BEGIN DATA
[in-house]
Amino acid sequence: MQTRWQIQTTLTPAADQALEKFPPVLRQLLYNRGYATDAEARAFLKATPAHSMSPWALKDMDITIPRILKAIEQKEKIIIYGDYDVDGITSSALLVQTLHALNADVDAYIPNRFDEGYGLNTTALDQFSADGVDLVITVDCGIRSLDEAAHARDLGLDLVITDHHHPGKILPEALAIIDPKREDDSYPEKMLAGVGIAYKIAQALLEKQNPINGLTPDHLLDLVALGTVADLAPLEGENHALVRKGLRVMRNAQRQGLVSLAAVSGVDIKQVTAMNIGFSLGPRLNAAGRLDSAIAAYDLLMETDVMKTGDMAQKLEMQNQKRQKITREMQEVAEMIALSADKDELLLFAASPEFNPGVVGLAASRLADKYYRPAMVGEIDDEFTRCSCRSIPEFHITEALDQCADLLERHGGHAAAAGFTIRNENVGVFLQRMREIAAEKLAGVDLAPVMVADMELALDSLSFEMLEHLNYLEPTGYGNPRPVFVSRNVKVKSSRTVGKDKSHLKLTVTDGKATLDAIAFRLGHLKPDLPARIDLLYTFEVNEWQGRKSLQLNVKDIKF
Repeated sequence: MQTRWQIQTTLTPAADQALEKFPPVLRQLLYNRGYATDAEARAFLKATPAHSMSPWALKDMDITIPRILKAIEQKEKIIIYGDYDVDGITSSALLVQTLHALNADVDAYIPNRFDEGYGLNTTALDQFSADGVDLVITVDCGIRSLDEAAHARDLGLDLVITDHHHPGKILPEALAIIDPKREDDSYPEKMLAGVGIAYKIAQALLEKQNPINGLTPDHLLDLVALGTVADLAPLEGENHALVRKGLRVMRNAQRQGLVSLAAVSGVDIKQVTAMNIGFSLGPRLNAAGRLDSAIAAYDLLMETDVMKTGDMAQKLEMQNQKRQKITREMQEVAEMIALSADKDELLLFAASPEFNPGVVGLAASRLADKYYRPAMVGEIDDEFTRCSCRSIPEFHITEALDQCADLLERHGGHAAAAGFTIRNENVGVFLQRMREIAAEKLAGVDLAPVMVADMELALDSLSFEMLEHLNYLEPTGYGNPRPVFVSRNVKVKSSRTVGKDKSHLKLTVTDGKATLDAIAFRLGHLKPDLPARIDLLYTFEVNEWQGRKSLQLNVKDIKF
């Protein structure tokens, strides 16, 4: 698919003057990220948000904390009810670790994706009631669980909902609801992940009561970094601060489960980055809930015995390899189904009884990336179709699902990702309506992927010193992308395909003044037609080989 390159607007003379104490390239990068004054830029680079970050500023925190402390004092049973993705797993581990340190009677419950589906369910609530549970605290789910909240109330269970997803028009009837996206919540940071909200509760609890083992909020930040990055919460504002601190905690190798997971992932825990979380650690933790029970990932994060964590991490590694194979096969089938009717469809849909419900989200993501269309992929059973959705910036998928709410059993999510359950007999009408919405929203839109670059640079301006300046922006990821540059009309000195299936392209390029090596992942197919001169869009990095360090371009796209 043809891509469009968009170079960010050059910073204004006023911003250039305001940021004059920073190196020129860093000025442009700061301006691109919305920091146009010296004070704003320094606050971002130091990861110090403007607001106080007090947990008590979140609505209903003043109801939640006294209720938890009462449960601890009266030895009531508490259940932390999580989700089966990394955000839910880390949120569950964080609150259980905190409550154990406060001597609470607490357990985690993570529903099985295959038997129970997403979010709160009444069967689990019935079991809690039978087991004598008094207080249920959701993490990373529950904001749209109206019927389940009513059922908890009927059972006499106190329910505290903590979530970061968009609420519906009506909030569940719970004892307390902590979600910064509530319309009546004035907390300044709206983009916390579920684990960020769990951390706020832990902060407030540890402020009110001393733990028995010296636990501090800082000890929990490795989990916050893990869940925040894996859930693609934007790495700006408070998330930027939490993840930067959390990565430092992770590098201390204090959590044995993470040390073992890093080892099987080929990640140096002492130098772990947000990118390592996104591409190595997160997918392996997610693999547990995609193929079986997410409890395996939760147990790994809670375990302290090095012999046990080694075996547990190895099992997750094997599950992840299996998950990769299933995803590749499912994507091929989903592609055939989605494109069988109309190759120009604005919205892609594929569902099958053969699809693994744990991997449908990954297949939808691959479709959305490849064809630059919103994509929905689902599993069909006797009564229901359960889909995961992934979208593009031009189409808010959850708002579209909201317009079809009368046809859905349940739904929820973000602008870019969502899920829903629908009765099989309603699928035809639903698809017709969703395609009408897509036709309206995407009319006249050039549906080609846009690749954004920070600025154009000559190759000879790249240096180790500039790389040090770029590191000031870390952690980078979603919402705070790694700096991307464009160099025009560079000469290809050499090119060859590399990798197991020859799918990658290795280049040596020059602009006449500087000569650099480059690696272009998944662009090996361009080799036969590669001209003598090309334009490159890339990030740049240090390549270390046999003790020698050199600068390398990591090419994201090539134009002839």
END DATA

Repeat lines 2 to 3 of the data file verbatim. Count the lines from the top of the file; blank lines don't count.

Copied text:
Amino acid sequence: MQTRWQIQTTLTPAADQALEKFPPVLRQLLYNRGYATDAEARAFLKATPAHSMSPWALKDMDITIPRILKAIEQKEKIIIYGDYDVDGITSSALLVQTLHALNADVDAYIPNRFDEGYGLNTTALDQFSADGVDLVITVDCGIRSLDEAAHARDLGLDLVITDHHHPGKILPEALAIIDPKREDDSYPEKMLAGVGIAYKIAQALLEKQNPINGLTPDHLLDLVALGTVADLAPLEGENHALVRKGLRVMRNAQRQGLVSLAAVSGVDIKQVTAMNIGFSLGPRLNAAGRLDSAIAAYDLLMETDVMKTGDMAQKLEMQNQKRQKITREMQEVAEMIALSADKDELLLFAASPEFNPGVVGLAASRLADKYYRPAMVGEIDDEFTRCSCRSIPEFHITEALDQCADLLERHGGHAAAAGFTIRNENVGVFLQRMREIAAEKLAGVDLAPVMVADMELALDSLSFEMLEHLNYLEPTGYGNPRPVFVSRNVKVKSSRTVGKDKSHLKLTVTDGKATLDAIAFRLGHLKPDLPARIDLLYTFEVNEWQGRKSLQLNVKDIKF
Repeated sequence: MQTRWQIQTTLTPAADQALEKFPPVLRQLLYNRGYATDAEARAFLKATPAHSMSPWALKDMDITIPRILKAIEQKEKIIIYGDYDVDGITSSALLVQTLHALNADVDAYIPNRFDEGYGLNTTALDQFSADGVDLVITVDCGIRSLDEAAHARDLGLDLVITDHHHPGKILPEALAIIDPKREDDSYPEKMLAGVGIAYKIAQALLEKQNPINGLTPDHLLDLVALGTVADLAPLEGENHALVRKGLRVMRNAQRQGLVSLAAVSGVDIKQVTAMNIGFSLGPRLNAAGRLDSAIAAYDLLMETDVMKTGDMAQKLEMQNQKRQKITREMQEVAEMIALSADKDELLLFAASPEFNPGVVGLAASRLADKYYRPAMVGEIDDEFTRCSCRSIPEFHITEALDQCADLLERHGGHAAAAGFTIRNENVGVFLQRMREIAAEKLAGVDLAPVMVADMELALDSLSFEMLEHLNYLEPTGYGNPRPVFVSRNVKVKSSRTVGKDKSHLKLTVTDGKATLDAIAFRLGHLKPDLPARIDLLYTFEVNEWQGRKSLQLNVKDIKF